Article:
I'm making my first game (2D), and while details are irrelevant it compromises lots of spaceships in and out of the screen. They are not the main character or controllable by any means (I don't know if it makes any difference).

For the sake of variety and fun, I decided to re-create some iconic spaceships of various known series. They would compromise a small portion of the overall, less than one percent. Their addition would go in the lines of 'easter eggs' or rare sights, just to warm the fans hearts with lovely memories and enrage the ultrafans brains with conflicting date frames and galaxies far far away mixing with milky way lore.

I will implement them on the developer version of the videogame, as I assume private use is as free as air (I really make the game I'd like to play, and hell if I won't be the one that has most fun). I could implement them as an option for the public version if I was sure it was completely safe.

But considering the scenario in which I finish the game and want to fully release it. This are some of the assets, as example: they are external designs, but I painted them pixel by pixel and generally have some little discrepancies with the canon, besides having one dimension less than they have in most of the original commercial products.

random examples

My question is: Under what conditions can I publish them? I would'nt claim them as original or own designs, but I am the maker(and thus, the owner) of the art asset nontheless. The fact that they are so low resolution could allow me to use them as parody work? What if I don't want to make any money of it, and just publish the game without charge?

The simple truth is that I don't really want any problem with anybody. Nor I consider this to end up beeing of any help to my economy. But it would be nice to know if I can distribute it, and what options does it have of helping prevent starvation of one guy. Like, putting a donations button in the same web I use to distribute it, while clearly stating that the development of the game is unrelated to the donations it recives (web without ads, I know that would be considered commercial).

Thank you for your time. (Non-native speaker, feel free to cry blood)

  • \$\begingroup\$ If a fan can recognize them then the IP owner will as well and sue you for everything you own. \$\endgroup\$ Commented Jan 20, 2015 at 10:36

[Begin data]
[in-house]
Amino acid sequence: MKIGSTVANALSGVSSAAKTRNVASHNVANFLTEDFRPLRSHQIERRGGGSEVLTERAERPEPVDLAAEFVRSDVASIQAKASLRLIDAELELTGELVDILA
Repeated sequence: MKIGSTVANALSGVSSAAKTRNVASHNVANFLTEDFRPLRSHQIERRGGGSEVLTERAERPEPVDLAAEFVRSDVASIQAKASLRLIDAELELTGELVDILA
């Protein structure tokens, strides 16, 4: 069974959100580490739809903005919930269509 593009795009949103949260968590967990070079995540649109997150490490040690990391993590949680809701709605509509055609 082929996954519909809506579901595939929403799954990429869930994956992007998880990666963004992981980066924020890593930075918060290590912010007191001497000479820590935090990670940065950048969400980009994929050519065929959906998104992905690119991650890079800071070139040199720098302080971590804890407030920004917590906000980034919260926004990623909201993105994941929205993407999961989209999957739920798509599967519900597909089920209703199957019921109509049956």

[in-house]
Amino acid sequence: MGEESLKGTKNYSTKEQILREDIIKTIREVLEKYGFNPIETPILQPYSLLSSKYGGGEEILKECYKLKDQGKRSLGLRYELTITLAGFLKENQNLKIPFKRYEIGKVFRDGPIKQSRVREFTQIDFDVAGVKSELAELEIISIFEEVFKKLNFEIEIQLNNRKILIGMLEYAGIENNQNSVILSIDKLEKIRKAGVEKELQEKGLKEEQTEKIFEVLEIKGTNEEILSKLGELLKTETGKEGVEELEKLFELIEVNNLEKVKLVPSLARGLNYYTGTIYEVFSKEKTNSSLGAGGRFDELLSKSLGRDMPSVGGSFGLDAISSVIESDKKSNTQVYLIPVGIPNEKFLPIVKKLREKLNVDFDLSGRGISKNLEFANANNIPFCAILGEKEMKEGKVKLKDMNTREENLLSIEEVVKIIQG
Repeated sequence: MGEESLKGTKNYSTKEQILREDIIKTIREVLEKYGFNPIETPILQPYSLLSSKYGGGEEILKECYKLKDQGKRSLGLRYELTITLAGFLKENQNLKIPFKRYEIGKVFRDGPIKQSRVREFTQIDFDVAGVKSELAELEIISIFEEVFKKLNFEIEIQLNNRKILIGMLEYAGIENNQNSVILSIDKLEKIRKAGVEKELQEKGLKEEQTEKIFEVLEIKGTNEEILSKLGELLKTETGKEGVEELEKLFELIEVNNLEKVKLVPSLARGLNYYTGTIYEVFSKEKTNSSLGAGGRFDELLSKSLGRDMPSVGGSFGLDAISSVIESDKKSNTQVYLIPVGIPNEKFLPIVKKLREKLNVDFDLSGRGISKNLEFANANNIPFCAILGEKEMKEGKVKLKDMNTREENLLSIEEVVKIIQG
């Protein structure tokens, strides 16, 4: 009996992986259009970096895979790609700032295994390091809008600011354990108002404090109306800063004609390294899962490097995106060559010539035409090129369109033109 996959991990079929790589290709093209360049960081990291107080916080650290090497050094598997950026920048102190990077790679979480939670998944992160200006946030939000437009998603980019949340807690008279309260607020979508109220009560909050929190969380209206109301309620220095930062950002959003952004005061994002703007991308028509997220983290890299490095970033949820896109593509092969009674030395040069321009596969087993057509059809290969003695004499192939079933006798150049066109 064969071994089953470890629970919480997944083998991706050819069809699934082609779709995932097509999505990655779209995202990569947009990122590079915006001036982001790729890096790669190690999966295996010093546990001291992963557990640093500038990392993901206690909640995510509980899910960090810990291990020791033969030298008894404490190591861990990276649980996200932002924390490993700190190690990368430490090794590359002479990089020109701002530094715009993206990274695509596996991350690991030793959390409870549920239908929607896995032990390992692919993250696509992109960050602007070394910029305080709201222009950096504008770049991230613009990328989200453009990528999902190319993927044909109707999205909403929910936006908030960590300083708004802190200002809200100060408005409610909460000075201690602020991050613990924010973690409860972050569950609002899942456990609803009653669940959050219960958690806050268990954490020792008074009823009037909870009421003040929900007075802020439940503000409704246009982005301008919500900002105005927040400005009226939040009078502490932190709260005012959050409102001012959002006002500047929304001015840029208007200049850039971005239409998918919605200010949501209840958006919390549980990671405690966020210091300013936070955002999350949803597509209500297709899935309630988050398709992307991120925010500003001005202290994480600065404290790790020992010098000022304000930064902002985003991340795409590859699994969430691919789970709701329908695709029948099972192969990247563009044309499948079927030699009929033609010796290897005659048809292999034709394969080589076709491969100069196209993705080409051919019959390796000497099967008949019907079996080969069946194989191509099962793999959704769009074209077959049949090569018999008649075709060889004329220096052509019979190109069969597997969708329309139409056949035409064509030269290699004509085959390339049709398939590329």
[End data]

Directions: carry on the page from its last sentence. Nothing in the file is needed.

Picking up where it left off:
• \$\begingroup\$ As a developer, I love when open art people wish to distribute their craft. And I don't doubt that you made these, but the IP risk of using these is too big for any game developer worth his salt to take. (Not to say that using other peoples IPs when drawing isn't good for practice, because it is.) \$\endgroup\$
    – Nils Munch
    Commented Jan 20, 2015 at 10:50
  • \$\begingroup\$ So it's a big No-No even for absolutely free games? Good to know. I'll keep them for myself, then. I have hundreds of own ships, already, so it's not a big deal. It was intended to just salt it a little, guess I'll have to contact other artists if I want to feature a myriad of styles and not just mine. Thanx for the comments. I'll wait to a proper answer to come up, anyways. \$\endgroup\$
    – Oxy
    Commented Jan 20, 2015 at 11:27

2 Answers 2


When you don't want any problems with anybody, don't copy other peoples intellectual properties.

Even when you assume you are technically in the right (fair use, notable differences and all), they might still sue. In most parts of the world, civil lawsuits aren't like criminal lawsuits. You won't get an attorney for free and defending yourself as a non-lawyer is practically impossible because civil lawsuits are a minefield of legalese a layman can not possibly survive in. When you want a chance to win such a case, you will have to hire a lawyer, and that lawyer will want money in advance. Such a process can be very lengthy and costly, and when you run out of money you will have no choice but to agree to a settlement, no matter how sure you are that a judge would rule in your favor.